Daily Archives: June 18, 2019

The International Labor Organization Today: Social Justice versus ‘Total Market’ (2/2)

Published on Jun 18, 2019
To mark the 100 year centenary of International Labor Organization and the 75 year anniversary of the Declaration of Philadelphia, TRNN present the full length original footage of Alain Supiot’s 2010 ILO Public Lecture, The Declaration of Philadelphia Today: Social justice versus total market.(Presentation in French; English translation provided in full length transcript)

US hacks Russian power grid – report

Published on Jun 17, 2019
Reports of Russia’s attempts to hack the US power grid had been debunked. In fact, it’s the US that has deployed “American computer code” into Russian power grid systems, the New York Times reports. Investigative journalist Ben Swann joins In Question to unpack this development.

All of the Mueller report’s major findings in less than 30 minutes

Published on Jun 17, 2019
When special counsel Robert Mueller broke his silence in May, his main point was that his long-awaited report spoke for itself. But the report is 448 pages long. So Lisa Desjardins and William Brangham decided to dig into what the findings say – and what they don’t. Here, in less than 30 minutes, are all of the most important points from the Mueller report.

Greenland record melting

Pompeo: Trump doesn’t want war with Iran

Published on Jun 18, 2019
On a visit to the U.S. Central Command in Florida, Secretary of State Mike Pompeo says President Donald Trump does not want war and is only seeking to re-establish a deterrent to Iranian threats. (June 18)

Julian Assange Indictment “Criminalizes the News Gathering Process,” Says Pentagon Papers La wyer

Published on Jun 18, 2019
A London judge has ordered WikiLeaks founder Julian Assange to appear before a court in February 2020 to face a full extradition hearing. Prosecutors in the U.S. have indicted Assange on 18 counts, including 17 violations of the Espionage Act. This is the first-ever case of a journalist or publisher being indicted under the World War I-era law. Assange said that his life was “effectively at stake” if the U.K. honors a U.S. request for his extradition. Assange is currently serving a 50-week sentence in London’s Belmarsh Prison for skipping bail in 2012. We speak with James Goodale, former general counsel of The New York Times. In 1971, he urged the paper to publish the Pentagon Papers, which had been leaked by whistleblower Daniel Ellsberg.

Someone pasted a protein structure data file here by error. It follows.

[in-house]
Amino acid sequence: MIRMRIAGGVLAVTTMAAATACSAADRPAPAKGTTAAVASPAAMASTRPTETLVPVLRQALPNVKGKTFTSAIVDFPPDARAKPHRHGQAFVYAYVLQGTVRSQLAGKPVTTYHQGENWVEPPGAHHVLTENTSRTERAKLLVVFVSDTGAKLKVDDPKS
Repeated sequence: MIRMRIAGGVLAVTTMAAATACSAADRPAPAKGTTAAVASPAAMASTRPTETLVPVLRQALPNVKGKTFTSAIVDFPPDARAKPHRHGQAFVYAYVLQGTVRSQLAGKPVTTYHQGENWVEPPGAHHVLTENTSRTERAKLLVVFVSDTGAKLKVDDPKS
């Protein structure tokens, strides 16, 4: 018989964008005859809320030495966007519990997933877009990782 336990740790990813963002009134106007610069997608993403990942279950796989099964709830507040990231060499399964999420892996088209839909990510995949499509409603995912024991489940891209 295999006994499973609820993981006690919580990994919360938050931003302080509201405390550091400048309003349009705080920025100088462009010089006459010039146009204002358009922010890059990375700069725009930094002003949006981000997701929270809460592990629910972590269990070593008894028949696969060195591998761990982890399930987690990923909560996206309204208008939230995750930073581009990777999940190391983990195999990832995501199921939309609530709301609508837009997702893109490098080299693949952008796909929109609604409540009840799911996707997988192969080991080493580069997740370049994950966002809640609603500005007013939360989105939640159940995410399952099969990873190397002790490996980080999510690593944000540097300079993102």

What if all humanity had to do to save itself was listen? | Dustin Yellin

Published on Jun 18, 2019
By working together, and learning from one another, we can build better systems.

– Many of the things that we experience, are our imagination manifesting into this physical realm, avers artist Dustin Yellin.

– People need to completely rethink the way they work together, and learn from one another, so that we can build better systems. If not, things may get “really dark” soon.

– The first step to enabling cooperation is figuring out where the common ground is. Through this method, despite contrary beliefs, we may be able to find some degree of peace.

Dustin Yellin is an artist who lives in Brooklyn, New York, and is the founder and director of Pioneer Works, a multidisciplinary cultural center in Red Hook, Brooklyn that builds community through the arts and sciences to create an open and inspired world.

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What does China want? | The Economist

Published on Aug 27, 2014
An animated infographic depicting China’s territorial disputes. Is China trying to expand its territory?

Click here to subscribe to The Economist on YouTube: http://econ.trib.al/rWl91R7

ONE reason China’s spectacular rise sometimes alarms its neighbours is that it is not a status quo power. From its inland, western borders to its eastern and southern seaboard, it claims territory it does not control.

In the west, China’s border dispute with India is more than a minor cartographic tiff. China claims an area of India that is three times the size of Switzerland, the state of Arunachal Pradesh.

Further west, China occupies Indian claimed territory next to Ladakh in Kashmir, an area called the Aksai Chin. China humiliated India in a brief, bloody war over the dispute in 1962. Since 1988, the two countries have put the dispute on the backburner and got on with developing commercial ties, despite occasional flare-ups.

More immediately dangerous is the stand-off between China and Japan over disputed islands in the East China Sea, known as the Senkakus in Japan and Diaoyu in Chinese.

Japan says they have always been its territory and admits no dispute, claiming also that China only started expressing an interest when it began to seem the area might be rich in oil and gas.

A new and much more dangerous phase of the dispute began in 2012 after Japan’s government nationalised three of the islands by buying them from their private owner.